8 thoughts on “On the Environment, De Blasio Defied Expectations with Bold Goals, but Now Must Deliver

  1. All these regulations will only make office buildings in the city much less competitive compared to other parts of the country.

    • No, these regulations will make NYC office buildings stop destroying the environment, both globally and inside the buildings. Instead of everyone paying the cost for their pollution a little later, the buildings will pay their own smaller cost up front.

      That is a big difference.

      You should be whining in other cities forums to force them to stop polluting. Of course, they’re not really competitive with NYC office space now, but anything to get them to clean up their expensive waste is worth it.

  2. One very important initiative that de Blasio has launched, massive upzoning for many neighborhoods, will cause huge environmental impacts of all kinds in these neighborhoods that will spill over into others. Why does this article pay no attention to this. Traffic congestion and air pollution, worsening of the water pollution you did mention, Transit crowding, and underground infrastructure failures will wreak havoc. The Mayor needs to answer for it. City Limits should recognize the need for the Mayor to understand the relationship between hyper development and environmental impacts and not give him a pass on this important issue.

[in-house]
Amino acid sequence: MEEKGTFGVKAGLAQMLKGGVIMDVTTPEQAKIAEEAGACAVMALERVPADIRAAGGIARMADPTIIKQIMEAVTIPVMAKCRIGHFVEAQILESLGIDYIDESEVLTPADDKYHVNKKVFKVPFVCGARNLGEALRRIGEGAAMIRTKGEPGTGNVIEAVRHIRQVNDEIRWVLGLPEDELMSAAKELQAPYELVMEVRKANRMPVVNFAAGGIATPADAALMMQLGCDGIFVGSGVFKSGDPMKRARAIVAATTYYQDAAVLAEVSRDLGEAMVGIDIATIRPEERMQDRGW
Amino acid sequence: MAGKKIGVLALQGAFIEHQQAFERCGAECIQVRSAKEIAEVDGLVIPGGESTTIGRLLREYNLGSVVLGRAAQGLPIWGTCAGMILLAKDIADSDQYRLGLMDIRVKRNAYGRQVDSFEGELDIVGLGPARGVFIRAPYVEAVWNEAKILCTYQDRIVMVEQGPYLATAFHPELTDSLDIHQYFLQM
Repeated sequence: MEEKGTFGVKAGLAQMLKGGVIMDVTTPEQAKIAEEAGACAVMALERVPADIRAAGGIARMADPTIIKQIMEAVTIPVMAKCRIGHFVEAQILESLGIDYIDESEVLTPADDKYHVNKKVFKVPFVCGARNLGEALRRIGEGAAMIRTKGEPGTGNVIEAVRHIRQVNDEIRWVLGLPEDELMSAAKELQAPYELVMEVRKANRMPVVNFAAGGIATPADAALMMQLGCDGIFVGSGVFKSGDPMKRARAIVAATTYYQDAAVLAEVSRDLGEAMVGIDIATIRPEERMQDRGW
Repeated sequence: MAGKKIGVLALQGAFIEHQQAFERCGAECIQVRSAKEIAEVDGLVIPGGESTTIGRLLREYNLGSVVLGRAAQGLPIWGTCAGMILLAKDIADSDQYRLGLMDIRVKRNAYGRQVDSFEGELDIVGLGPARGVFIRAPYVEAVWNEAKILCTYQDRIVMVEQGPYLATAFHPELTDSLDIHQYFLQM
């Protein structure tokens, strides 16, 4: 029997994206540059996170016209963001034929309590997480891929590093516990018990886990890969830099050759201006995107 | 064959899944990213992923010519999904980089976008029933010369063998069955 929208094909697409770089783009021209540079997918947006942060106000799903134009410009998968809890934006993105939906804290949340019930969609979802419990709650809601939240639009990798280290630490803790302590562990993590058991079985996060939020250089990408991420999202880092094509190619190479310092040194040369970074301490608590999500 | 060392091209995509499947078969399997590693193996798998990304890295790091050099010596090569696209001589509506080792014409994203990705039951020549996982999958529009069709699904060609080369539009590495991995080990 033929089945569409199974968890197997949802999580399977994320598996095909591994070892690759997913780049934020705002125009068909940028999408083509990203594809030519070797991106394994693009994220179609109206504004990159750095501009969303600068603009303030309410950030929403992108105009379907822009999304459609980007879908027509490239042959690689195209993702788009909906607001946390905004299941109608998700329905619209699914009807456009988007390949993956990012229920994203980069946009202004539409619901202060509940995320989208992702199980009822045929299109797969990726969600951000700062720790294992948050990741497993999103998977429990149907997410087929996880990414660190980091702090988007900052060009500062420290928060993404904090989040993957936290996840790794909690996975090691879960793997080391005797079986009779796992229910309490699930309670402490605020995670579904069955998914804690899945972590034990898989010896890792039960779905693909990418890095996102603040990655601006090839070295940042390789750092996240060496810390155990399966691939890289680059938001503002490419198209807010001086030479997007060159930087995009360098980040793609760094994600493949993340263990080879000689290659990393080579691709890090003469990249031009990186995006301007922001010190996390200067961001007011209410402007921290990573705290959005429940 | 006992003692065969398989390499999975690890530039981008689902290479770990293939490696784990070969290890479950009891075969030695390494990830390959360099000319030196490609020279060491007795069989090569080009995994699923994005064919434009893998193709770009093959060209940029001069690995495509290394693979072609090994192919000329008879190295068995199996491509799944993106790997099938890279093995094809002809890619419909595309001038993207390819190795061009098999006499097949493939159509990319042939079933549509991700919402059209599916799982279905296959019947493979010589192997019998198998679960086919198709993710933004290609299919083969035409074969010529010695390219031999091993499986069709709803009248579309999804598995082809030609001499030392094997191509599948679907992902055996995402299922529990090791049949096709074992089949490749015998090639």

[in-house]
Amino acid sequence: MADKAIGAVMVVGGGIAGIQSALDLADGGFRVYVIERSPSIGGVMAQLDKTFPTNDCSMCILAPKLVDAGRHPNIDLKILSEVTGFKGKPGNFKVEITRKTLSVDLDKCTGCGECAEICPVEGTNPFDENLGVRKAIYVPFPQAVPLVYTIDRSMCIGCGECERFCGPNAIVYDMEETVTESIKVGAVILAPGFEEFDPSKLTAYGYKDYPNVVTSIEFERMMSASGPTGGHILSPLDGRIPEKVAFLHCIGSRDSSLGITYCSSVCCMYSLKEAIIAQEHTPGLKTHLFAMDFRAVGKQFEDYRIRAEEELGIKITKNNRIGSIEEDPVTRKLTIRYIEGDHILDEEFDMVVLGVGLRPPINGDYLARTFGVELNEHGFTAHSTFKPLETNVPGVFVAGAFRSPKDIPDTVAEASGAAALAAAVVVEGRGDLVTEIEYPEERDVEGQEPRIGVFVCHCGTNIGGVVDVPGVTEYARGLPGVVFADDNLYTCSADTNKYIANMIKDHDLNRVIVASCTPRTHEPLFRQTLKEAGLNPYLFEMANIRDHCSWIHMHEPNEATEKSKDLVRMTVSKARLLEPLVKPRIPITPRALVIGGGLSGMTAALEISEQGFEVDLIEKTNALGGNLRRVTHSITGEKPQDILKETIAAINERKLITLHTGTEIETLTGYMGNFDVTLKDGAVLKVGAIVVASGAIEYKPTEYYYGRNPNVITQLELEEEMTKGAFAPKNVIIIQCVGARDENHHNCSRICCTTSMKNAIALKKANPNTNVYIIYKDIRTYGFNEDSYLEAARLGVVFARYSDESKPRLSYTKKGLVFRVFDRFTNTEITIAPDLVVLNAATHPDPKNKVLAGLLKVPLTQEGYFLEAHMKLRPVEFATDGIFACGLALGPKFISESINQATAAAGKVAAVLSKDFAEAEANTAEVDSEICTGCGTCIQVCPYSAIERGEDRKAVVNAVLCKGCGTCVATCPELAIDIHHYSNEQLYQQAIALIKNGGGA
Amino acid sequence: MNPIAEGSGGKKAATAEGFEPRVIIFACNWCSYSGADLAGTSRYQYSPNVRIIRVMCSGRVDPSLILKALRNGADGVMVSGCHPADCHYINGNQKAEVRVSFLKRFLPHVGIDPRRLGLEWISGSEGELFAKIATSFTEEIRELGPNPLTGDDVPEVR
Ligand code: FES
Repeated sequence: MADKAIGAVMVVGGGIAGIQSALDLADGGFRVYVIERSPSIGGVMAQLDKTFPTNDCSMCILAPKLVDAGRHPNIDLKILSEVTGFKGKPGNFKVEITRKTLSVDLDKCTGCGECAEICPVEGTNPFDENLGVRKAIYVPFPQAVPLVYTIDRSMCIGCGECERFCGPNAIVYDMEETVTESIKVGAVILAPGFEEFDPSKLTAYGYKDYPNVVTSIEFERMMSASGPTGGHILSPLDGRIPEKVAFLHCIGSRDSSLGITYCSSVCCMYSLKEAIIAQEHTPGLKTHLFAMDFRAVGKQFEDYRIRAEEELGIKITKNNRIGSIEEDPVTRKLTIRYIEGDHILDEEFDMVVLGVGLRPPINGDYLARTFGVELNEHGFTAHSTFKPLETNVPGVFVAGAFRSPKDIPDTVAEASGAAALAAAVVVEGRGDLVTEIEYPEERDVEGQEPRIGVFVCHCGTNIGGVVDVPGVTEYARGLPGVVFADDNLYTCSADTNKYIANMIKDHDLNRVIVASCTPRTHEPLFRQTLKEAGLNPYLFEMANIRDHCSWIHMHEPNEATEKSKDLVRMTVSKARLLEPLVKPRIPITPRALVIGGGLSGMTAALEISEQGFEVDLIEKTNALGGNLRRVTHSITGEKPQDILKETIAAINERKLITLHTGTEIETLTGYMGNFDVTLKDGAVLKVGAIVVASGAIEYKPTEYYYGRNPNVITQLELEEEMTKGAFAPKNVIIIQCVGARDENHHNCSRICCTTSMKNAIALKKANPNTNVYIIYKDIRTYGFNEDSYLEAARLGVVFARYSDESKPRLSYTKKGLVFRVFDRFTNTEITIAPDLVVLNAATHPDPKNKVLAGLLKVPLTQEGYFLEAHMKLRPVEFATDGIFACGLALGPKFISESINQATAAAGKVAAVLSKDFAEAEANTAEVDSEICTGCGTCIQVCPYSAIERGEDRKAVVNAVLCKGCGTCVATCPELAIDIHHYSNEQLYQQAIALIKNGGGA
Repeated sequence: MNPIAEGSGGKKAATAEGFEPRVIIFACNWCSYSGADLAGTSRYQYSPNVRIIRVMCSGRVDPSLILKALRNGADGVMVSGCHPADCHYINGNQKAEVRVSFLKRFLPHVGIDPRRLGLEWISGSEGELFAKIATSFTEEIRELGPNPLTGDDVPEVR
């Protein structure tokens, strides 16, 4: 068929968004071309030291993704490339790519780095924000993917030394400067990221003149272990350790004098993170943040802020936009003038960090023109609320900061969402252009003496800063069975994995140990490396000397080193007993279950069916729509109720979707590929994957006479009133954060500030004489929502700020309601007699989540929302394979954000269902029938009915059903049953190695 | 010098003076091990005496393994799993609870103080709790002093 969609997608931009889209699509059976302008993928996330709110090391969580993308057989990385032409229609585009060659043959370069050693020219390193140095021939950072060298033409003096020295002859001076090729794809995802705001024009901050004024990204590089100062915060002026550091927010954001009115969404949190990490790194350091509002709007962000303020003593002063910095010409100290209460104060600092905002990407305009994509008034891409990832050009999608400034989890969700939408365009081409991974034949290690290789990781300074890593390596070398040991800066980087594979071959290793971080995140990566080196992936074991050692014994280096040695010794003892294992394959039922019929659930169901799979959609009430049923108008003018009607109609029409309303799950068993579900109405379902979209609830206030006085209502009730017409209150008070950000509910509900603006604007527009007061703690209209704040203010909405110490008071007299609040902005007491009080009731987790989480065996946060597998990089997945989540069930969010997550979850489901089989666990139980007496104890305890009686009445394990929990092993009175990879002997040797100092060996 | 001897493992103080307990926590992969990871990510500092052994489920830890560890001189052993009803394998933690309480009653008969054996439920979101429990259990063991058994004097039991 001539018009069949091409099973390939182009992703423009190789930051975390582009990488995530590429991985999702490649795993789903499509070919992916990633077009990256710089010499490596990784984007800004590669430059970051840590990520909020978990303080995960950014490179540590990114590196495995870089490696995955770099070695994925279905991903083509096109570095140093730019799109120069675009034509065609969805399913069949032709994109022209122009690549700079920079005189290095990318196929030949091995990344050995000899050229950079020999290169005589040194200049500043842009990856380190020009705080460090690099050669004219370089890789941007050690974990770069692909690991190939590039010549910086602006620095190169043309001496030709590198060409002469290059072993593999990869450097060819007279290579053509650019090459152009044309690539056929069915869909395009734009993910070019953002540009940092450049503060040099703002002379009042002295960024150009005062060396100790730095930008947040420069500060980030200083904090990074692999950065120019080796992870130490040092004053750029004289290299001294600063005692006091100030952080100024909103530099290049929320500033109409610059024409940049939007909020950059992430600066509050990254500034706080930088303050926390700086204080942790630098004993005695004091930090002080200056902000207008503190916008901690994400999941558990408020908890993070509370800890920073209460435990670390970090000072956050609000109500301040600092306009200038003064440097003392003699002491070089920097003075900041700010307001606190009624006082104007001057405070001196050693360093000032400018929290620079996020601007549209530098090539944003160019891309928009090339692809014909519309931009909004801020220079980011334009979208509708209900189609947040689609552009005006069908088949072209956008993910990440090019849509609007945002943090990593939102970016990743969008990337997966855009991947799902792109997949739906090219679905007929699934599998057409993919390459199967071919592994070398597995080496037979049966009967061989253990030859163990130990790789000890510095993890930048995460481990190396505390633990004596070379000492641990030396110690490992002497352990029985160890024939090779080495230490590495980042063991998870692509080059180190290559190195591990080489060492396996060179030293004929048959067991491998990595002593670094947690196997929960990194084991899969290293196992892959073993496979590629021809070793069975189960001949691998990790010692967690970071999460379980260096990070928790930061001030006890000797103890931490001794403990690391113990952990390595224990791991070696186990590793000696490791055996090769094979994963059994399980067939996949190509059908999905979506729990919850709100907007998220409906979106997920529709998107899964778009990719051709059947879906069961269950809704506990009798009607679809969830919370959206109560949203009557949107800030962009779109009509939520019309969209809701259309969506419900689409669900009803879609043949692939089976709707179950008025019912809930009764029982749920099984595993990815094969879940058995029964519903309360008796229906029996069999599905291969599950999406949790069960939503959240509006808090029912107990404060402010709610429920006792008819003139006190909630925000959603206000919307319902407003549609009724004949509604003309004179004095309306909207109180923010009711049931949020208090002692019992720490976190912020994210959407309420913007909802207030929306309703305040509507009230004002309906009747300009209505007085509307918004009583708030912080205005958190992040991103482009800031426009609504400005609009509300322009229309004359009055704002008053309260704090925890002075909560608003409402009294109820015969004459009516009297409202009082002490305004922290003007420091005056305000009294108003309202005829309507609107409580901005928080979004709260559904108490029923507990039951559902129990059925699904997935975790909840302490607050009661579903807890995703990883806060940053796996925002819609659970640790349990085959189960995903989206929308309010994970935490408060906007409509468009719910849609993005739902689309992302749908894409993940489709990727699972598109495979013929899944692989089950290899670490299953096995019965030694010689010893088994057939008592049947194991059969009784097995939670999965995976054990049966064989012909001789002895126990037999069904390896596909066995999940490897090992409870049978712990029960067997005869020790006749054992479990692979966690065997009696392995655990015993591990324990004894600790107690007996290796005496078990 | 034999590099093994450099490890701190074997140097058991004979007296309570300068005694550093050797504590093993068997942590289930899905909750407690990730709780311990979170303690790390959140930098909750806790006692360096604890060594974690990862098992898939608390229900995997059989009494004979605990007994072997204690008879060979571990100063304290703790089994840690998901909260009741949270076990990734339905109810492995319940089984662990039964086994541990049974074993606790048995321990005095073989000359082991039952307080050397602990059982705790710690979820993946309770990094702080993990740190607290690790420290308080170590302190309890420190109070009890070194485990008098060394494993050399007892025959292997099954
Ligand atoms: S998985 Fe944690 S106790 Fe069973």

• Fair points, Maggie. We didn’t get into it because it’s complicated. The city’s population is growing so those impacts could arrive whether there is a rezoning or not. Having people live in cities generally gives them a smaller carbon footprint because of mass transit. Within the city, doing rezonings near transit is generally thought to have environmental benefits, and the rezonings generally do that. New buildings can be more energy efficient than old ones. And so on. So the arguments around rezonings/development and the environment could cut a few different ways–even more important, those arguments are probably not the most crucial ones when it comes to rezonings: I’d argue residential displacement and commercial impacts are. So, needless to say, too much to deal with here.

  3. This is an excellent analysis of the current situation in NYC. DeBlasio’s goals are commendable but the bottom line is that progress has been dismal. Only 2% of energy capacity in the city is from renewable sources, wind and solar. The rate of Carbon Emissions from fossil fuels has been flat for the last 5 years (Roadmap to 80×50, page 23). The solutions are obvious and other U.S. cities including Boston and Chicago are ahead of NYC.

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